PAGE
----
Guest Blogger: Tempest Rose

Monday, June 22, 2009

Firstly, I would like to thank Burlesque against Breast Cancer for kindly inviting me to contribute to this wonderful blog and to show my support for this worthwhile cause, and secondly to thank all those who have supported my work over the last few years. And lastly I’d like to dedicate this story to Scott – a Good Samaritan!

I came to burlesque through a career in traditional theatre and musical theatre as do many burlesquers and burlesque will always be to me a wonderful form of entertainment with a long proud history. It allowed me as a performer to find a creative freedom that as a ‘jobbing actress’ was previously unavailable to me and to bring together the many skills and talents I had acquired over the years.

I am always flattered when girls fascinated and entranced by the spectacle of burlesque come to me and say ‘I want to do that!’ but always feel obliged to gently probe their reasons behind wanting to take it up and to give an insight into the realities of the job. We live in a society where the years of hard work put into art and entertainment are often overlooked and the common perception is that being a performer is an easy way to glamour, riches and adoration.

Being a burlesque performer uses almost every skill I have ever acquired in my life and takes up every spare bit of time I have. I am performer, director, producer, costume designer, script writer, musical director, PR representative, press agent, technician, negotiator, business woman and teacher all rolled into one!

The job requires not only extreme organisation but extreme flexibility to cope with any situation. Colleagues of mine have often whiled away the hours laughing about the ridiculous situations we have found ourselves in. From blowing up balloons in full make up and costumes on a packed Friday night tube train rushing from one gig to another; keeping a full West End audience entertained as the sound desk malfunctioned during one our Kitten Club troupe numbers; standing under a freezing cold shower soaking my outfit to go onstage looking as if I have been caught in a rain storm; to having to walk through crowded venues with people dancing with drinks in their hands in hundreds of pounds worth of costuming.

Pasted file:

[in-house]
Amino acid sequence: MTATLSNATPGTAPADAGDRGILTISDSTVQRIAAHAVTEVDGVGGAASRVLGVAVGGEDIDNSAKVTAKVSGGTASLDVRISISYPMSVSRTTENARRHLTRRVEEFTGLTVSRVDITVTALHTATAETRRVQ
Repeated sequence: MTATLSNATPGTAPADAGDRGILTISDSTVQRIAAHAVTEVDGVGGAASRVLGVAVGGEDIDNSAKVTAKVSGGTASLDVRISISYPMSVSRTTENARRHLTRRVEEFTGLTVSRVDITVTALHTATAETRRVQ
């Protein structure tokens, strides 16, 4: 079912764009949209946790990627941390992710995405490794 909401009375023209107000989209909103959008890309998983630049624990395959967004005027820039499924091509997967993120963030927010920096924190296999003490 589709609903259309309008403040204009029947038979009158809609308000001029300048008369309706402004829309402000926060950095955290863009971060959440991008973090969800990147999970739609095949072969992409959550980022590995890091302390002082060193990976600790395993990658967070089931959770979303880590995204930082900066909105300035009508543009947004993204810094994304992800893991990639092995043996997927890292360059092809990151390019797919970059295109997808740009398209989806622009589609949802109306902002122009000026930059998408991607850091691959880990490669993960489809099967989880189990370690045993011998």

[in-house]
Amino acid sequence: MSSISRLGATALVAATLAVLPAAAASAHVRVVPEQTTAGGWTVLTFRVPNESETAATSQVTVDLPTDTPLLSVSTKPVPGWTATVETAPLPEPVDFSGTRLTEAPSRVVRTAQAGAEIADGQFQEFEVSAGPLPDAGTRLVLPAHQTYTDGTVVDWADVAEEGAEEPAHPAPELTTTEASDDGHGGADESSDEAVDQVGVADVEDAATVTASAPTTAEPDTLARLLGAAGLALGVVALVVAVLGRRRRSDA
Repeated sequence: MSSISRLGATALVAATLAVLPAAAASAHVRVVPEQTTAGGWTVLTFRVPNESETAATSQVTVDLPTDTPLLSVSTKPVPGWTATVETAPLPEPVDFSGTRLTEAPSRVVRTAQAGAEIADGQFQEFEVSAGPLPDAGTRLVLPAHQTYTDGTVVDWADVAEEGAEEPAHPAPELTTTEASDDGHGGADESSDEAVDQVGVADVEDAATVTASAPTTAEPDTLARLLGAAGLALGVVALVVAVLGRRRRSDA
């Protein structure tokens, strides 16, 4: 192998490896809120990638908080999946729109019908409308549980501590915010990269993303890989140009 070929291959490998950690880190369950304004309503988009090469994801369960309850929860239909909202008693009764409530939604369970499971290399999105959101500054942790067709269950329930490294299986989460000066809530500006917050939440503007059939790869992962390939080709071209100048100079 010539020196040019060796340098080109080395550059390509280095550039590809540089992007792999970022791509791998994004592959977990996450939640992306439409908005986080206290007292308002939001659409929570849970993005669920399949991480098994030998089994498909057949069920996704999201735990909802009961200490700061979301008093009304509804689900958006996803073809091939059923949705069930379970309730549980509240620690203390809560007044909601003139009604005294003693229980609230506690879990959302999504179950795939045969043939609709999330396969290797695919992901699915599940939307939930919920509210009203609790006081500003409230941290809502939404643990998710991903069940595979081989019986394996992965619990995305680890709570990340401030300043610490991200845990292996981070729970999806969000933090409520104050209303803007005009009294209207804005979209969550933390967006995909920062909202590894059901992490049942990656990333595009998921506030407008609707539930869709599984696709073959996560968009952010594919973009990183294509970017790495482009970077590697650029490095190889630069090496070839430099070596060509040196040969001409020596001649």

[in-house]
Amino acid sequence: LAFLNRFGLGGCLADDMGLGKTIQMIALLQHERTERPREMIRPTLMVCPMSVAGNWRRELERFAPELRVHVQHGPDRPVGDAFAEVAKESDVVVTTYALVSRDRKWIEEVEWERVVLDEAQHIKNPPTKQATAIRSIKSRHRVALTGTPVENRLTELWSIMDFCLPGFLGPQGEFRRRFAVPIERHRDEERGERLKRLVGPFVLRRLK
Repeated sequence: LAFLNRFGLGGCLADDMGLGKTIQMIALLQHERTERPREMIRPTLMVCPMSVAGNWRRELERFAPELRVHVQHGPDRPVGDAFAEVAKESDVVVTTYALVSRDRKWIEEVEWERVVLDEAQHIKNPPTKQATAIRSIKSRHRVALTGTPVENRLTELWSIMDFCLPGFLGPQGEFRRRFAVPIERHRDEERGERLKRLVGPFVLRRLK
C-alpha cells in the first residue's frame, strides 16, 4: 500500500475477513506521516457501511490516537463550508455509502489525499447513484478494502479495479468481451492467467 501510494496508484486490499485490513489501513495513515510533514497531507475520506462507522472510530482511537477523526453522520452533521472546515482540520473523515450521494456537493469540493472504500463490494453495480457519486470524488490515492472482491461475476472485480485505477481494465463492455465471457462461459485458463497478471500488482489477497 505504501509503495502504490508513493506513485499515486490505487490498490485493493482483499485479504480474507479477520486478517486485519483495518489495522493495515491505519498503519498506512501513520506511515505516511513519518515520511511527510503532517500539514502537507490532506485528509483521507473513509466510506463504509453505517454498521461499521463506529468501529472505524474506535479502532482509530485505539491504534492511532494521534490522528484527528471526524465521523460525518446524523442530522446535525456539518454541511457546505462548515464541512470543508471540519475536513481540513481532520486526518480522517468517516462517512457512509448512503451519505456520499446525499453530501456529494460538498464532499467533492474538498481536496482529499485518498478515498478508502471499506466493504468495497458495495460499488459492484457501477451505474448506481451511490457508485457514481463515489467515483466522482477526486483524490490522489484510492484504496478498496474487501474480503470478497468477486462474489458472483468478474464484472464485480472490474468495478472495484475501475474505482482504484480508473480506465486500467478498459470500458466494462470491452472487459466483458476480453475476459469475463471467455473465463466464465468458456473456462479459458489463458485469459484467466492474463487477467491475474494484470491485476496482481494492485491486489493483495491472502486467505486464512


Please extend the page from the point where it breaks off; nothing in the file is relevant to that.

I have performed on stages that I haven’t ever seen before until I have stepped onto them in front of an audience to perform. I’ve used my wits to cleverly put down a member of the audience who seemed to feel that a ticket to a burlesque show entitled you to touch the performers. I’ve woken up with swollen eyes due to constantly using false eyelashes and most recently, been stranded at 11.30pm in Southampton having missed the last train to London due to a delayed ferry connection.

It is to this last situation that I must extend my thanks to ‘Scott’, who saw it in his heart to offer three stranded cabaret performers with three suitcases and a bicycle a lift to London and spared us a night stuck at the rail station! I have performed to packed houses and celebrities and shared stages with them which was utterly thrilling, but also wanted to cry when tickets for other shows would not sell no matter what we did. Glitter, fabulous costuming, technical malfunctions, law suits, full houses, television appearances, praise and criticism… it’s been an incredible few years!

These types of stories will be familiar to most burlesque and cabaret performers for whom performance is in their blood and who strive everyday to become better at what they do. I can honestly say I have loved (nearly!) every second of it and would not do anything else.

Burlesque is wonderfully inclusive and performers come from all walks of life and backgrounds and each bring their own wonderful unique style and experience. It’s not for any one person to dictate who can and can’t be a performer but for each person to be honest about whether it’s really for them. If you can change in to full make up and costume in a tiny, dirty room with no sink and no mirror and no help and emerge to perform looking like a million dollars with a smile on your face…then come join the family!

Tempest Rose is a singer, performer and dancer. She has her own revue show currently in Oxford. She has twirled at all the major London venues, as well as appeared on national tv, radio and West End theatre. You can find out more at

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